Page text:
(opened November 2006)with central video monitoring of each cell and electronically controlled gates, camps 1-4 . A small number of higher-level detainees were placed in an an intelligence operations center in the hills called Camp 7.
October 11, 2002 Guantanamo officials request that additional techniques beyond those in the U.S. Army Field Manual be approved for use.
On December 2, 2002 Secretary of Defense Donald Rumsfeld prescribed a new interrogation policy for Guantanamo Bay detainees authorizing prolonged isolation, sensory deprivation, hooding, removal of clothing, 20-hour interrogations, the use of stress positions, exploiting phobias to induce stress (such as fear of dogs) and forced grooming (such as forcing Muslim men to shave their beards against religious practices).
FBI Officials complained to the Defense Department of abuses and Judge Advocates repeatedly object to aggressive interrogation techniques at Guantanamo Bay detention camp, but these were ignored by the Pentagon
By May 2003 the number of detainees in Guantanamo Bay prison numbered 680.
In 2006 the U.S. Supreme Court declared that the system of military commissions that was to be used to try selected prisoners held at Guantanamo Bay detention camp was in violation of the Uniform Code of Military Justice (the foundation of military law in the United States) and the Geneva Conventions (basic rules of international humanitarian law).
The legality of the military commissions was restored in 2006 by the Military Commission Act "to authorize trial by military commission for violations of the law of war, and for other purposes.".
In June 2008 the US Supreme Court ruled that detainees should have the right to habeas corpus to challenge their detention in US Federal Courts.
During the presidential election Barack Obama had called for Guantanamo Bay detention camp to close. When President Barack Obama assumed office on January 20, 2009, Guantanamo held 242 detainees out of the total 779 detained during the Bush administration.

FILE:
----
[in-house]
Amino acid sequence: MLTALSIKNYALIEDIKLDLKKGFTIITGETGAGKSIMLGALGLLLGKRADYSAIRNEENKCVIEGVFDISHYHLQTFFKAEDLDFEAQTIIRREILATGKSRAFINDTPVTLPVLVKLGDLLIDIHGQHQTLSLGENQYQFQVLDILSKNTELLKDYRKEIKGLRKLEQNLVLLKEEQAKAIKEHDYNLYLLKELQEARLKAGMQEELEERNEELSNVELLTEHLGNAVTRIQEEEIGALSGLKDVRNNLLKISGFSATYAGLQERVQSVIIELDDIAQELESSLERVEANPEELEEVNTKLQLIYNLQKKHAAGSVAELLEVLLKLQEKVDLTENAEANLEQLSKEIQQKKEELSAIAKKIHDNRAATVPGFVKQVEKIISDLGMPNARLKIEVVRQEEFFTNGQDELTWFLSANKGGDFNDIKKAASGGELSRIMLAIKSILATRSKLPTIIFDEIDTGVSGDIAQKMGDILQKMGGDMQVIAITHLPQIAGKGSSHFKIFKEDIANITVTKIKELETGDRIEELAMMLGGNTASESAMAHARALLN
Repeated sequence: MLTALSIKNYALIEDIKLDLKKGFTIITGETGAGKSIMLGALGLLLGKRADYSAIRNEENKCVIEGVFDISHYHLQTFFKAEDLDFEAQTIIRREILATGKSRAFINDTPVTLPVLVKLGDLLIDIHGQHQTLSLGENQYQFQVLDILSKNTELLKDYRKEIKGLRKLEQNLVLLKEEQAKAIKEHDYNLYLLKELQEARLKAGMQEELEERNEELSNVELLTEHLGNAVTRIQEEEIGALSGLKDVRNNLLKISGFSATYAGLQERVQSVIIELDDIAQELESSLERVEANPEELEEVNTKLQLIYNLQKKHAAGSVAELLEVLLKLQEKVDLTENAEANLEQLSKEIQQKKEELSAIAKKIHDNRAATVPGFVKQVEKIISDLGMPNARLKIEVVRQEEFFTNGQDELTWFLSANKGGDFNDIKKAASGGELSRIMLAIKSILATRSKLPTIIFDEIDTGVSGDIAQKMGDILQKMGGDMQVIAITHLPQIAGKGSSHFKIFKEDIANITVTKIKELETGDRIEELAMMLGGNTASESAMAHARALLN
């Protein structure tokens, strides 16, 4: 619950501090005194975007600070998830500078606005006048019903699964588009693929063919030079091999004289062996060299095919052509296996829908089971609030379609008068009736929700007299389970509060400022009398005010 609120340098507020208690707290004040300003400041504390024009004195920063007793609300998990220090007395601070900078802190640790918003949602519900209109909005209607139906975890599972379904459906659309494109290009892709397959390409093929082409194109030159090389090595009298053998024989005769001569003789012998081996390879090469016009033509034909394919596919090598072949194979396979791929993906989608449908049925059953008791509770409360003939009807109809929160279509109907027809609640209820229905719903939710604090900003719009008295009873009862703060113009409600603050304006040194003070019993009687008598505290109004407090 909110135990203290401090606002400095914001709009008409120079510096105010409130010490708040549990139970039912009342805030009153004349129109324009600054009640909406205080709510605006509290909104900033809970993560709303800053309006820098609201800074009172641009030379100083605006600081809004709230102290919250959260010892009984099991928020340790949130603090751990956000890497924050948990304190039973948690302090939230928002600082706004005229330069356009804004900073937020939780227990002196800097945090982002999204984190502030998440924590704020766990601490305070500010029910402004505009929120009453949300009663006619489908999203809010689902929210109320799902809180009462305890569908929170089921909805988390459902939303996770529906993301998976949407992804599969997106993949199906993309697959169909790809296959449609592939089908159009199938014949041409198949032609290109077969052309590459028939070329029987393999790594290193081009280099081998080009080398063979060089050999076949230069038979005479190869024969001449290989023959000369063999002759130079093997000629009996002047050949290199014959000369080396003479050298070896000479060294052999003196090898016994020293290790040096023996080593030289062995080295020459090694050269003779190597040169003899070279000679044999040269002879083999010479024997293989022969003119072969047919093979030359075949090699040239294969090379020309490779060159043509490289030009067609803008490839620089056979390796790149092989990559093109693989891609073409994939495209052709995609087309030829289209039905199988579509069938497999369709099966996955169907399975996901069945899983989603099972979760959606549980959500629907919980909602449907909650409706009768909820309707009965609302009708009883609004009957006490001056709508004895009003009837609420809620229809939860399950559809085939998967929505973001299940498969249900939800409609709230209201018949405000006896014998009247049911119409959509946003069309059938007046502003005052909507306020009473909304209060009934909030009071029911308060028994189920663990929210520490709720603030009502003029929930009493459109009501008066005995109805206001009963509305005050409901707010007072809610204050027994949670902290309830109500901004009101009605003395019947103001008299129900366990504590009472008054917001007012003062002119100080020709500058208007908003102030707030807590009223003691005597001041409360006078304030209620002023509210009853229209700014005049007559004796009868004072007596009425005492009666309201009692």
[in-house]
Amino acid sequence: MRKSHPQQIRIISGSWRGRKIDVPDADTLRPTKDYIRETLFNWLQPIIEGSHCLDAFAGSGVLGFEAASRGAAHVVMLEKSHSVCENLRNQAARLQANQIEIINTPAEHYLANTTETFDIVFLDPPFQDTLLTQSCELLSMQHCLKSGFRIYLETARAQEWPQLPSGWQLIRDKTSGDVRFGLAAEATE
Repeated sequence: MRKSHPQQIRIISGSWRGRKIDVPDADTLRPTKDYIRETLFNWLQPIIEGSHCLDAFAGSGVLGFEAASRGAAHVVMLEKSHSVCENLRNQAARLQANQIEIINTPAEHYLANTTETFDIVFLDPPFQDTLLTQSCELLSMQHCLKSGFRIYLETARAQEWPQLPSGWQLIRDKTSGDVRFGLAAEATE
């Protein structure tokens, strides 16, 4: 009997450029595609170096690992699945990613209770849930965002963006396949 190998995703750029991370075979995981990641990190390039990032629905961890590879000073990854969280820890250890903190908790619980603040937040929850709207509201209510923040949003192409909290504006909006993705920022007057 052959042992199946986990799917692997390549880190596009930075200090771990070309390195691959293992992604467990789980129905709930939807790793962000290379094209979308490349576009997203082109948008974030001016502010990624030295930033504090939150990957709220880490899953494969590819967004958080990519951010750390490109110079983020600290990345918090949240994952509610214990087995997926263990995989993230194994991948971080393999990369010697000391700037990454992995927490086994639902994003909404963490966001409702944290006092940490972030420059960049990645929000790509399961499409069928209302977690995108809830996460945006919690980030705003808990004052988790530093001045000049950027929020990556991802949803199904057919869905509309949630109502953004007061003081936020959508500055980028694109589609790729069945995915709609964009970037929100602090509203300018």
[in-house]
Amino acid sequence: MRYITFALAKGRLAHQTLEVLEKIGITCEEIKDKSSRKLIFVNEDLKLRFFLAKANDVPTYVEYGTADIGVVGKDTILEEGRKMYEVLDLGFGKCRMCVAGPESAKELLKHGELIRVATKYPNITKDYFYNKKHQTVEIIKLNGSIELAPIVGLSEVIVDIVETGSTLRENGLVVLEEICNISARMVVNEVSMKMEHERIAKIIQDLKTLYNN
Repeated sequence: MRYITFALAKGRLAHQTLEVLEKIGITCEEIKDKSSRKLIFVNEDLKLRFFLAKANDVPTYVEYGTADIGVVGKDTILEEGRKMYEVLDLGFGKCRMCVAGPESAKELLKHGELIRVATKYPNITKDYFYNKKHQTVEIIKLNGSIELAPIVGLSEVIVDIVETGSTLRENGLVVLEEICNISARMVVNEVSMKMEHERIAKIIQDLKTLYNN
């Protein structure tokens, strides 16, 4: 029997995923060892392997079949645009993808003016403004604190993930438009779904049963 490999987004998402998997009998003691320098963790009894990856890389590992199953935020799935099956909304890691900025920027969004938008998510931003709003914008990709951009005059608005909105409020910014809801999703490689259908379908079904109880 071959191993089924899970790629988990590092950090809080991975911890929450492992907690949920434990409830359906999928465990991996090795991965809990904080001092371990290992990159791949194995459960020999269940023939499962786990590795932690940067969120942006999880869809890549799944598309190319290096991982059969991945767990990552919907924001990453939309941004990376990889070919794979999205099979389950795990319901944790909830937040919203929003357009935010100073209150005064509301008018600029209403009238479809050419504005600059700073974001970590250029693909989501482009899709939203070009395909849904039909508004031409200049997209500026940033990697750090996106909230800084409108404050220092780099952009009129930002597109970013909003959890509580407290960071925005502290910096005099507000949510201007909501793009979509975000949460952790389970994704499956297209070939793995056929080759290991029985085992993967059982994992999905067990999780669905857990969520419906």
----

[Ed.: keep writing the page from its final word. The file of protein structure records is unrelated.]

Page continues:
On his second day in office, President Barack Obama signed an Executive Order establishing the Guantanamo Review Task Force, and pledging to close the prison.
Guantanamo Bay detention camp was repeatedly condemned by international human rights and humanitarian organizations including the Red Cross, Amnesty International and the Human Rights Watch for alleged human rights violations, including the use of various forms of torture during interrogations.
The closure of the detention camp was subsequently delayed by opponents in Congress, who argued that housing the detainees in prisons on U.S. soil would imperil national security.
On October 28, 2009 Congress passed the third iteration of military commissions with the Military Commissions Act of 2009.
On March 7, 2011 President Barack Obama signed and executive order creating Periodic Review Boards to assess detainee status, recommending whether individuals held in the Guantanamo Bay detention camps are safe to release or transfer, or whether they should continue to be held without charge.
In February 2013 Guantanamo Bay 106 of a total of 166 detainees launched a hunger strike to protest lack of due process.
On May 23, 2013 President Obama pledged to increase efforts to close Guantanamo Bay detention camp.
On December 9, 2014 a US Senate report details torture techniques used on detainees by the CIA. It detailed that Khalid Shaikh Mohammad, a detainee in Camp 7, was water-boarded 183 times and outlined similar torture abuses inflicted on other Guantanamo Bay detainees.
During his State of the Union address on 20 January 2015 President Obama stated Guantanamo Bay "is not who we are" and that it was "time to close Gitmo".
Only one thing is certain. The terrorist threat will persist no matter what happens with Guantanamo Bay detention camp.